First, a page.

Thursday, May 19, 2016

Lemley wins in TLI case

From the decision:

TLI Communications LLC alleges that the defendants
infringe a patent relating to a method and system for
taking, transmitting, and organizing digital images. The
district court dismissed the complaint after concluding
that the patent-in-suit fails to claim patent-eligible subject
matter under 35 U.S.C. § 101, and that, in the alternative,
claims 1, 25, and their dependent claims are
invalid for failing to recite sufficient structure as required
by 35 U.S.C. § 112 ¶ 6. Because we agree with the district
court that the patent-in-suit claims no more than the
abstract idea of classifying and storing digital images in
an organized manner, we affirm the district court’s judgment
and do not reach the § 112 ¶6 issue.

From within the decision

the specification’s emphasis that the present invention
“relates to a method for recording, communicating and
administering [a] digital image” underscores that claim
17 is directed to an abstract concept. ’295 patent, col. 1
ll. 10–12. TLI’s characterization of the claimed invention
also supports our conclusion at step one. In its briefs, TLI
essentially parrots the disclosure of the ’295 patent,
asserting that claim 17 is “directed to a method for recording
and administering digital images.” Appellant’s Br. 28.

We recently clarified that a relevant inquiry at step
one is “to ask whether the claims are directed to an improvement
to computer functionality versus being directed
to an abstract idea.” See Enfish, LLC v. Microsoft
Corp., No. 2015-2044, slip op. at *11 (Fed. Cir. May 12,


The specification does not describe a new telephone, a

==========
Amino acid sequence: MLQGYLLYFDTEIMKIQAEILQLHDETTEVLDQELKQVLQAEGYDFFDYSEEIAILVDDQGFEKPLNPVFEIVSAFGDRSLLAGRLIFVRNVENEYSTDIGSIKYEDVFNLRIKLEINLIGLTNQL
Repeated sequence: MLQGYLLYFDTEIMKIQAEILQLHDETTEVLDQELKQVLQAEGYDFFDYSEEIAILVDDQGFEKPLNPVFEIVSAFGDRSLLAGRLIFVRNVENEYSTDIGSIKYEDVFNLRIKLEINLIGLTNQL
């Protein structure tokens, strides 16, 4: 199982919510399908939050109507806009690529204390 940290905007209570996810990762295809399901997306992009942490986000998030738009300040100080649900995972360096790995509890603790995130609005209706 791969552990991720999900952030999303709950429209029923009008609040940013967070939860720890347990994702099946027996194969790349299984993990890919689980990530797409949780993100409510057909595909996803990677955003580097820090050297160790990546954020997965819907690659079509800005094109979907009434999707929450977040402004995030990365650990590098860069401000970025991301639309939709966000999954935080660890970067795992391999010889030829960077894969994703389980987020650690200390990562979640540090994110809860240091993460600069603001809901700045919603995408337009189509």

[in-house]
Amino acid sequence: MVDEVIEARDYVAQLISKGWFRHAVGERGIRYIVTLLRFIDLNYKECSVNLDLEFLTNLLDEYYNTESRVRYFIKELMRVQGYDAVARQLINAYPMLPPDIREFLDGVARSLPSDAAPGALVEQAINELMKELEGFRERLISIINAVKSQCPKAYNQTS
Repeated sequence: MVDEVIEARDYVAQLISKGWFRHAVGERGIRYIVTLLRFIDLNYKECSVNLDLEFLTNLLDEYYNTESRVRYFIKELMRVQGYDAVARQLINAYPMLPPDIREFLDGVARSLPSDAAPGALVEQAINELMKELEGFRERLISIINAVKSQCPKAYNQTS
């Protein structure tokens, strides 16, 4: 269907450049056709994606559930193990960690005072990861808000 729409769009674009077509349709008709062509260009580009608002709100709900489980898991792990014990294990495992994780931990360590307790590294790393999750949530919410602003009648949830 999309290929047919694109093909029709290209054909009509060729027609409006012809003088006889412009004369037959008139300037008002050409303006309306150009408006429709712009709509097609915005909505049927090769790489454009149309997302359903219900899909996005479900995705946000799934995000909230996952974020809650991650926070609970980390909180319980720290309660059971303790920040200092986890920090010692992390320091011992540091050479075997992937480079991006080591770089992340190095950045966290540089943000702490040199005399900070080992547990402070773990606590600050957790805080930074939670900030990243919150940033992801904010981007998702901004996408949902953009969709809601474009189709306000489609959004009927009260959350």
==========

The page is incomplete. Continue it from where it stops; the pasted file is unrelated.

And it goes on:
new server, or a new physical combination of the two.
The specification fails to provide any technical details for
the tangible components, but instead predominately
describes the system and methods in purely functional
terms. For example, the “telephone unit” of the claims is
described as having “the standard features of a telephone
unit,” id. at col. 5 ll. 54–58, with the addition of a “digital
image pick up unit for recording images,” id. at col. 5 ll.
58–61, that “operates as a digital photo camera of the
type which is known,” id. at col. 6. ll. 1–2. Put differently,
the telephone unit itself is merely a conduit for the
abstract idea of classifying an image and storing the
image based on its classification. Indeed, the specification
notes that it “is known” that “cellular telephones may be
utilized for image transmission,” id. at col. 1 ll. 31–34,
and existing telephone systems could transmit pictures,
audio, and motion pictures and also had “graphical annotation
capability,” id. at col. 1 ll. 52–59.


For these same reasons, the claims are not directed to
a solution to a “technological problem” as was the case in
Diamond v. Diehr, 450 U.S. 175 (1981). See OIP Techs.,
788 F.3d at 1364 (“[W]e must read Diehr in light of Alice,
which emphasized that Diehr does not stand for the
general proposition that a claim implemented on a computer
elevates an otherwise ineligible claim into a patenteligible
improvement.”). Nor do the claims attempt to
solve “a challenge particular to the Internet.” DDR
Holdings, LLC v., L.P., 773 F.3d 1245, 1256–
57 (Fed. Cir. 2014); cf. Intellectual Ventures I, 792 F.3d at
1371 (because the patent claims at issue did not “address
problems unique to the Internet, . . . DDR has no applicability.”).
Instead, the claims, as noted, are simply directed to
the abstract idea of classifying and storing digital images
in an organized manner. Consistent with the Supreme
Court’s rejection of “categorical rules” to decide subject
matter eligibility, Bilski v. Kappos, 561 U.S. 604, 610
(2010), we have applied the “abstract idea” exception to
encompass inventions pertaining to methods of organizing
human activity. See, e.g., Intellectual Ventures I, 792 F.3d
at 1367 (finding the claim at issue “not meaningfully
different from the ideas found to be abstract in other
cases before the Supreme Court and our court involving
methods of organizing human activity”).


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